In 1981-82 the Royal Mail issued a set of stamp books featuring follies, and Richard Downer, an artist best known for the vast number of lovely line drawings he provided for the covers of Britain’s telephone directories, was commissioned to provided the illustrations. Of the six follies featured, five survive today and are very familiar to anyone with an interest in the subject, but one was relatively obscure, and has a rather interesting history.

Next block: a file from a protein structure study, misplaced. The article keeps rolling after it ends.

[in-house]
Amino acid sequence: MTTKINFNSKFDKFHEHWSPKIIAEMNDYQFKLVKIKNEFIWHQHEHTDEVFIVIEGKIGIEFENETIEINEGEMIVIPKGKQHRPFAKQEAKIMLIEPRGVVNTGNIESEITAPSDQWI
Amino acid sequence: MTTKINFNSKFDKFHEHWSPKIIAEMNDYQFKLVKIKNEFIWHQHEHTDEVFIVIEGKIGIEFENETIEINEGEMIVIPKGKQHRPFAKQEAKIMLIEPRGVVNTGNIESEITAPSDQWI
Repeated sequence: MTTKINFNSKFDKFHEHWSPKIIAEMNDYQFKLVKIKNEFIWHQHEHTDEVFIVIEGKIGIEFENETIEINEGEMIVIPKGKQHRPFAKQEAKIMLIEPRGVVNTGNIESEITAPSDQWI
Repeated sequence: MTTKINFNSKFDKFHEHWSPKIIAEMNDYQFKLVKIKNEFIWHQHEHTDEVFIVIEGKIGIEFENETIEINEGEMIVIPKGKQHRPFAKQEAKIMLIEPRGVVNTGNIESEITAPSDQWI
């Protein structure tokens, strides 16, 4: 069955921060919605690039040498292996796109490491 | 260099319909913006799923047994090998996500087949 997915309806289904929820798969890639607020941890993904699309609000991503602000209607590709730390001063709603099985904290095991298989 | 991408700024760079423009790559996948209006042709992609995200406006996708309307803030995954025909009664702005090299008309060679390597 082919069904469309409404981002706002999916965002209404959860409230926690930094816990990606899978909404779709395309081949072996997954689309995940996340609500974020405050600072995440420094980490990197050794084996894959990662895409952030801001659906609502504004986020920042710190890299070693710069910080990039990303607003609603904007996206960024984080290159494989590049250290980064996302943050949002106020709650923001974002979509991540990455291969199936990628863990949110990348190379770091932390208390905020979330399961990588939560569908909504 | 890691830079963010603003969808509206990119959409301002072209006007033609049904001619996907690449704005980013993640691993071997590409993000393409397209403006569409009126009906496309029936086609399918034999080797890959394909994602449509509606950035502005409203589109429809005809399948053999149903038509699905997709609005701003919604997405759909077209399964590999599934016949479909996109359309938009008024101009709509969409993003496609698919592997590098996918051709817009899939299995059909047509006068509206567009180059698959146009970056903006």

The sham castle folly on Mow Cop was built by Randle Wilbraham of Rode Hall in 1754 as a summerhouse to which the family could ride for picnics. Its elevated position meant it could be seen from the mansion, some three miles away on the Cheshire side of the county boundary.
The Ruin, as it is called on the earliest OS maps, was built by Benjamin Ferrand and is inscribed with his initials and the year 1796. Also known as Ferrand’s Folly, or Harden Grange Folly, there is no explanation for why it later became known as St David’s Ruin.